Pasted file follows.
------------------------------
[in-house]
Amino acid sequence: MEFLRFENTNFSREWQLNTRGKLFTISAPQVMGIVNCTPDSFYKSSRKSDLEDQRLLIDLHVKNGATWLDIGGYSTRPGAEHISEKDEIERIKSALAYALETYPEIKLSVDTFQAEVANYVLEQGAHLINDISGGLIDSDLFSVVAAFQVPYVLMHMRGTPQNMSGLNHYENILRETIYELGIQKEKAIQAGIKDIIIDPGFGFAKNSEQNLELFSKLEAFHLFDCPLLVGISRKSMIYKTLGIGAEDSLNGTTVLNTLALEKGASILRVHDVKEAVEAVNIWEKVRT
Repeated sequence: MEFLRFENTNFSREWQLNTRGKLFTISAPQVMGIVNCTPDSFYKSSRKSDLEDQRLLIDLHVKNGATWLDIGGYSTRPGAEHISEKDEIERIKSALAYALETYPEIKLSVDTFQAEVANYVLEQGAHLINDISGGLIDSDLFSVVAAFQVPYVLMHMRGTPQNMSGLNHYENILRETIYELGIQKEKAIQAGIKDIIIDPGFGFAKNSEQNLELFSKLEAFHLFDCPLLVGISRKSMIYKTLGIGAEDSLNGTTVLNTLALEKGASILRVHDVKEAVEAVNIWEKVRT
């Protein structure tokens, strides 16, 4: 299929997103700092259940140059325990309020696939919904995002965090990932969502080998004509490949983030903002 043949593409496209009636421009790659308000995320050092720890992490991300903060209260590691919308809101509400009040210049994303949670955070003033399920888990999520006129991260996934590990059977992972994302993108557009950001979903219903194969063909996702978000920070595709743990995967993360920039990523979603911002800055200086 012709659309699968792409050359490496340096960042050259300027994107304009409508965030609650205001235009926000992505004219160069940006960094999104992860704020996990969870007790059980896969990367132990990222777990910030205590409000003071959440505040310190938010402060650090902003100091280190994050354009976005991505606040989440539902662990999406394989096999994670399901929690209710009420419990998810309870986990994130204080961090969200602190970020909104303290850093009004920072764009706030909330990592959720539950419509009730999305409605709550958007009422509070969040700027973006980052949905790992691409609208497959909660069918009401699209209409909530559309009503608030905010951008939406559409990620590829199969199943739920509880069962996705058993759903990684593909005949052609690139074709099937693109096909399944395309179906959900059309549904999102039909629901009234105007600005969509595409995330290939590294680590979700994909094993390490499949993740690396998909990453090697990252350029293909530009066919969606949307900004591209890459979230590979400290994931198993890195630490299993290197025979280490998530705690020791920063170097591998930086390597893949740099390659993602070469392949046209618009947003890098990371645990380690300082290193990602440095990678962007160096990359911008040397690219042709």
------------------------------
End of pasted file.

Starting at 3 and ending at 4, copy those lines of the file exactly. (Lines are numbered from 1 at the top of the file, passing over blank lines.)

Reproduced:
Repeated sequence: MEFLRFENTNFSREWQLNTRGKLFTISAPQVMGIVNCTPDSFYKSSRKSDLEDQRLLIDLHVKNGATWLDIGGYSTRPGAEHISEKDEIERIKSALAYALETYPEIKLSVDTFQAEVANYVLEQGAHLINDISGGLIDSDLFSVVAAFQVPYVLMHMRGTPQNMSGLNHYENILRETIYELGIQKEKAIQAGIKDIIIDPGFGFAKNSEQNLELFSKLEAFHLFDCPLLVGISRKSMIYKTLGIGAEDSLNGTTVLNTLALEKGASILRVHDVKEAVEAVNIWEKVRT
């Protein structure tokens, strides 16, 4: 299929997103700092259940140059325990309020696939919904995002965090990932969502080998004509490949983030903002 043949593409496209009636421009790659308000995320050092720890992490991300903060209260590691919308809101509400009040210049994303949670955070003033399920888990999520006129991260996934590990059977992972994302993108557009950001979903219903194969063909996702978000920070595709743990995967993360920039990523979603911002800055200086 012709659309699968792409050359490496340096960042050259300027994107304009409508965030609650205001235009926000992505004219160069940006960094999104992860704020996990969870007790059980896969990367132990990222777990910030205590409000003071959440505040310190938010402060650090902003100091280190994050354009976005991505606040989440539902662990999406394989096999994670399901929690209710009420419990998810309870986990994130204080961090969200602190970020909104303290850093009004920072764009706030909330990592959720539950419509009730999305409605709550958007009422509070969040700027973006980052949905790992691409609208497959909660069918009401699209209409909530559309009503608030905010951008939406559409990620590829199969199943739920509880069962996705058993759903990684593909005949052609690139074709099937693109096909399944395309179906959900059309549904999102039909629901009234105007600005969509595409995330290939590294680590979700994909094993390490499949993740690396998909990453090697990252350029293909530009066919969606949307900004591209890459979230590979400290994931198993890195630490299993290197025979280490998530705690020791920063170097591998930086390597893949740099390659993602070469392949046209618009947003890098990371645990380690300082290193990602440095990678962007160096990359911008040397690219042709």